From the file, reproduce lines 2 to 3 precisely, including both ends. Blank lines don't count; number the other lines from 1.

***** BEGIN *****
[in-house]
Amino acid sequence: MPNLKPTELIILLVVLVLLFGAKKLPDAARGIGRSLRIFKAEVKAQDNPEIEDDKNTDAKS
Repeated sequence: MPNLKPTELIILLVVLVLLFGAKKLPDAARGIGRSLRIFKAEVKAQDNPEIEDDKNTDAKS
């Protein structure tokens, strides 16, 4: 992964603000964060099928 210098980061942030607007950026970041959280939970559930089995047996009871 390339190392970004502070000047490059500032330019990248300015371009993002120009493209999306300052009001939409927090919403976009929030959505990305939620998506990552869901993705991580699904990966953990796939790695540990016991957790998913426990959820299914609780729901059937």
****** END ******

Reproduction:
Amino acid sequence: MPNLKPTELIILLVVLVLLFGAKKLPDAARGIGRSLRIFKAEVKAQDNPEIEDDKNTDAKS
Repeated sequence: MPNLKPTELIILLVVLVLLFGAKKLPDAARGIGRSLRIFKAEVKAQDNPEIEDDKNTDAKS